I want to help

My husband Tom and I have just returned from a short visit to the New Day Centre (NDC), Global Care Albania’s support centre for vulnerable children and young people.

The centre is in Bathore, a suburb just outside the Albanian capital Tirana.  Tirana has flourished in the last decade. It has a European ‘vibe’ with pavement cafes, interesting buildings and tourist attractions.  NDC is down a stony track in view of a beautiful mountain range. It is a bright, clean, warm and welcoming place.

However, you don’t need to drive far down the adjacent dusty pot-holed tracks to find a very different picture. Infrastructure might be great in Tirana – but tarmac roads don’t reach the homes we visited.

We spent three packed days with the local team, watching the centre in action, visiting homes, attending a women’s support group, and working with the management team on a proposal to extend their work with autistic children.  When we left, I was excited and enthusiastic, and in awe of what the team achieve with limited time and resources.

We met some incredible people – adults and children whose lives have been dramatically turned around through NDC.  Six-year old *Eddie was born with Cerebral Palsy. Both his parents are unemployed. Eddie received physiotherapy at NDC for 14 months. He could only attend twice a week as he’s too heavy to be carried and the family can’t afford taxi costs every day. When he first came to NDC he was permanently in a wheelchair. Now he can walk and run – we watched him playing with his siblings.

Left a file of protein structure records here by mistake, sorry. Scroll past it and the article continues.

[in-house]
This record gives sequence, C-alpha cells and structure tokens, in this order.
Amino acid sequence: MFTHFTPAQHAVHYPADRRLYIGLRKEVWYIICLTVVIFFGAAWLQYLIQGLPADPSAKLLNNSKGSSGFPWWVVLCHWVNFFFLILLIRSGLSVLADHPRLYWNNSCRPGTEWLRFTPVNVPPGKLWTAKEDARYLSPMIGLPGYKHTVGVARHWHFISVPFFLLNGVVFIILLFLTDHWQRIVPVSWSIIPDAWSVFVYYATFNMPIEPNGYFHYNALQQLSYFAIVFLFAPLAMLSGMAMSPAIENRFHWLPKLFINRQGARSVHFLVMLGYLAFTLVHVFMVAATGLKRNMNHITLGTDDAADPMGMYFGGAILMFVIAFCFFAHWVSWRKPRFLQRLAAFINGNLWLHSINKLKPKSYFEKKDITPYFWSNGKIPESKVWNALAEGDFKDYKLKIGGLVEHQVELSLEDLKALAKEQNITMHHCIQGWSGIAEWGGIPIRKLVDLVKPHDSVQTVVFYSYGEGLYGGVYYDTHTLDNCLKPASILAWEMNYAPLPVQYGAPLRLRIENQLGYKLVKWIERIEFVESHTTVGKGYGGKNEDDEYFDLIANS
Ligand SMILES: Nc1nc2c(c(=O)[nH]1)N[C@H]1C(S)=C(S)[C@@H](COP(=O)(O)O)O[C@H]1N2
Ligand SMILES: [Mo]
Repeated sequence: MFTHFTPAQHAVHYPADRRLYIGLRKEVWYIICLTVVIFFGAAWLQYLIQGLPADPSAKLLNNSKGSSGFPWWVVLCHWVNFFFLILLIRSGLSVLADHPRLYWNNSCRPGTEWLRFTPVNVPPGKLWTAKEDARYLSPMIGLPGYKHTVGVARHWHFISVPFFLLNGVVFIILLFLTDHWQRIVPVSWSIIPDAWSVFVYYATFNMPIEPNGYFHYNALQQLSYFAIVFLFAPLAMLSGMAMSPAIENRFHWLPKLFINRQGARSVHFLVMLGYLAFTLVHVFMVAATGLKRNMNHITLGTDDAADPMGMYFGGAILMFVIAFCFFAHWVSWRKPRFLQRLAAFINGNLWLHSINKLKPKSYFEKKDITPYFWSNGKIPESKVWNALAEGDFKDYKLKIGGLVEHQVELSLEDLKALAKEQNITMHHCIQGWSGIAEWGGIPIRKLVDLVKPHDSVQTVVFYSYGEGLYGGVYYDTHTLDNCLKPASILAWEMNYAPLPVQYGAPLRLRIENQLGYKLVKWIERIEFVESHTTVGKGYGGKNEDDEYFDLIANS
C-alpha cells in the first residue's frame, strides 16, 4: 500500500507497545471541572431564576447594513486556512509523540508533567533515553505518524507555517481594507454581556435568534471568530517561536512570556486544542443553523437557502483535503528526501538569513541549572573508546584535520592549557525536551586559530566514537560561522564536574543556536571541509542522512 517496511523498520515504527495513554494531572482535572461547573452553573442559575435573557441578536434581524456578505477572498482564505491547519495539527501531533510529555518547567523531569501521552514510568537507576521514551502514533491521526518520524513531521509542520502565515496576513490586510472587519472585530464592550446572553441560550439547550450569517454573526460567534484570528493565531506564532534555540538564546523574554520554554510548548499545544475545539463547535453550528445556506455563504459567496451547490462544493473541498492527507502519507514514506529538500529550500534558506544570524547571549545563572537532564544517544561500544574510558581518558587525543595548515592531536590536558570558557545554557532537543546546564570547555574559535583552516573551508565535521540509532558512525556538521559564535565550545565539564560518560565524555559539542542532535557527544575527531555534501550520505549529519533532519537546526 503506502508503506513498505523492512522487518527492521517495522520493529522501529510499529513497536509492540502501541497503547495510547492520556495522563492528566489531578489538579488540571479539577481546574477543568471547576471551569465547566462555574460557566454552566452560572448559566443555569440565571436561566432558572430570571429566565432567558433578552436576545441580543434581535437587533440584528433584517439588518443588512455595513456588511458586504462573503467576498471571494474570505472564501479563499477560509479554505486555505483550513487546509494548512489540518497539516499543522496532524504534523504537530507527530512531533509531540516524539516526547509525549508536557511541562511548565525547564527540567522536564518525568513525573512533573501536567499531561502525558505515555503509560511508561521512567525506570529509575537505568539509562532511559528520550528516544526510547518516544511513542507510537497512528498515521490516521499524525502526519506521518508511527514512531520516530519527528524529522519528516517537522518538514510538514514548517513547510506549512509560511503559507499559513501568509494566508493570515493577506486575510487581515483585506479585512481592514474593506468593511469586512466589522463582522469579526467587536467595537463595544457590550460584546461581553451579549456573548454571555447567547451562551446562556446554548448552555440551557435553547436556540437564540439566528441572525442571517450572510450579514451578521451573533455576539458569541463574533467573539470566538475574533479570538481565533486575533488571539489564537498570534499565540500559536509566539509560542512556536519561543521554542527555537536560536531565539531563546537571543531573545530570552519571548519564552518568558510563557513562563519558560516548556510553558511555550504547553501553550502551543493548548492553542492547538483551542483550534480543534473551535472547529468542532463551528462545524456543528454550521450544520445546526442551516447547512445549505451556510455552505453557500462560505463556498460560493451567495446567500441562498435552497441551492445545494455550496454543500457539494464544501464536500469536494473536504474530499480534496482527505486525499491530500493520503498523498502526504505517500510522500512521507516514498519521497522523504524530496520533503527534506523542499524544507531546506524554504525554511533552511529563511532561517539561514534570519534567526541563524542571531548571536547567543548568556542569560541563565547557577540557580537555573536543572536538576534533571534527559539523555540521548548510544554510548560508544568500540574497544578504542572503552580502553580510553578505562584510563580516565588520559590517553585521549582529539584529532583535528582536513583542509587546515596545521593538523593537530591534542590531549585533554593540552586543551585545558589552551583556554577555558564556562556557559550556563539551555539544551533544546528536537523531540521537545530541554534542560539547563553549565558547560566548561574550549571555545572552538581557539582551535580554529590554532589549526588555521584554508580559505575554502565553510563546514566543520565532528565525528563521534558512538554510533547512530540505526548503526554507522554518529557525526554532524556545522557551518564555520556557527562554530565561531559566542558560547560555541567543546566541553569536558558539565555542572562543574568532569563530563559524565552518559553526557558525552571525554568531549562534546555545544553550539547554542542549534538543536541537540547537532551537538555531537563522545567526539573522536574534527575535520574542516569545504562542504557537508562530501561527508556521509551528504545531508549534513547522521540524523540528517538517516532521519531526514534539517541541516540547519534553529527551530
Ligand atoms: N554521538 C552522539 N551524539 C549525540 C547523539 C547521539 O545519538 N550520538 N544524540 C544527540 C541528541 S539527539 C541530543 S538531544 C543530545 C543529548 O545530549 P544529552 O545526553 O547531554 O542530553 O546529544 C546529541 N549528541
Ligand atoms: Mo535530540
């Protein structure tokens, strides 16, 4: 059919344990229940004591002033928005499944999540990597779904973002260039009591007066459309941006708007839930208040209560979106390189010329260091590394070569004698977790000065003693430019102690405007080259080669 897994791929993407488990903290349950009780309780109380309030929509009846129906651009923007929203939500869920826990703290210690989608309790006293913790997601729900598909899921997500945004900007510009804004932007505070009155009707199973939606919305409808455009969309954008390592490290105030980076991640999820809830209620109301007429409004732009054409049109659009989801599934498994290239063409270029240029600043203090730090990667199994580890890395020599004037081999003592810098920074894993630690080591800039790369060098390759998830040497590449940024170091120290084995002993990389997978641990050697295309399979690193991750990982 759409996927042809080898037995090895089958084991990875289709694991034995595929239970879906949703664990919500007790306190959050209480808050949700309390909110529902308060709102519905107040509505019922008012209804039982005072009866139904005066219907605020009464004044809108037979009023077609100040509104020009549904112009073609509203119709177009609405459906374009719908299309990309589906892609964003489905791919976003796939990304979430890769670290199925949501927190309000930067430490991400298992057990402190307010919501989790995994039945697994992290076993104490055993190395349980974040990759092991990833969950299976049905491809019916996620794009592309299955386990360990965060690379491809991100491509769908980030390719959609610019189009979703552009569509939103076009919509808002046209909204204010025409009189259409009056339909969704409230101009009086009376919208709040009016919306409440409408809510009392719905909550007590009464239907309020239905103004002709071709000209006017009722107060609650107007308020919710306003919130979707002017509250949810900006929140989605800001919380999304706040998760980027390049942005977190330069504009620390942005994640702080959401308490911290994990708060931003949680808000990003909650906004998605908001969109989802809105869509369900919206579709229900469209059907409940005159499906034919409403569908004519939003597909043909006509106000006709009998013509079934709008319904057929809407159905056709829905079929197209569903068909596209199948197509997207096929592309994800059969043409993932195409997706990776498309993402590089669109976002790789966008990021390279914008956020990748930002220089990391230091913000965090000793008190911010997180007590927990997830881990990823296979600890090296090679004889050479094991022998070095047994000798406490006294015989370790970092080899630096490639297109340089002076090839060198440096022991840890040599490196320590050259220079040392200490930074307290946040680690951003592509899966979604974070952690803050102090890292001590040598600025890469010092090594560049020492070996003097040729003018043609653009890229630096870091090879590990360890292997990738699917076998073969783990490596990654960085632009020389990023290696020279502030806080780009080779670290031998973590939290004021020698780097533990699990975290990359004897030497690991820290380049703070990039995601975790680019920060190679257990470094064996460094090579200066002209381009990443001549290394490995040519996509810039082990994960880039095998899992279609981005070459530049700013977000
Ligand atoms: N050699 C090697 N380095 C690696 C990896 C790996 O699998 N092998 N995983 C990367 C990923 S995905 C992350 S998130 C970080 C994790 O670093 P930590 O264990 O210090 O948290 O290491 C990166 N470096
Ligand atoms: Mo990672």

Four year-old *Stephen has autism. He attends inclusive education and play sessions with other children at NDC’s Kindergarten, as well as group and individual therapy along with five other autistic children. Stephen’s parents told us that since he has been at NDC he has changed so much its ‘like the difference between night and day’.

Sajmir, now in his late 20s, told us a heart-breaking story about his traumatic childhood and teenage years. He said NDC provided stability to his life through the School Club and then Youth Group. He could be free and safe at NDC – and would now be a very different person without this support and care. Now he has a steady job, a fiancé, and provides financially for the rest of his family.

The Centre treats every child with dignity whatever their situation. The bright decorations on classroom walls are a testament to the philosophy that every child has a right to a bright, fun environment – as Evis the Albanian manager said, ‘Why should a child from a poor family or with a physical or intellectual disability have poor surroundings.  We want every child to find self-worth here.’

We’ve returned home humbled by the service and commitment of the local team.  We also find ourselves challenged to emulate their attitude and treat everyone with kindness and respect, and to continue to find ways in which we can be a positive support to our friends and family with children with intellectual and physical disability.

Barbara Heyes, Volunteer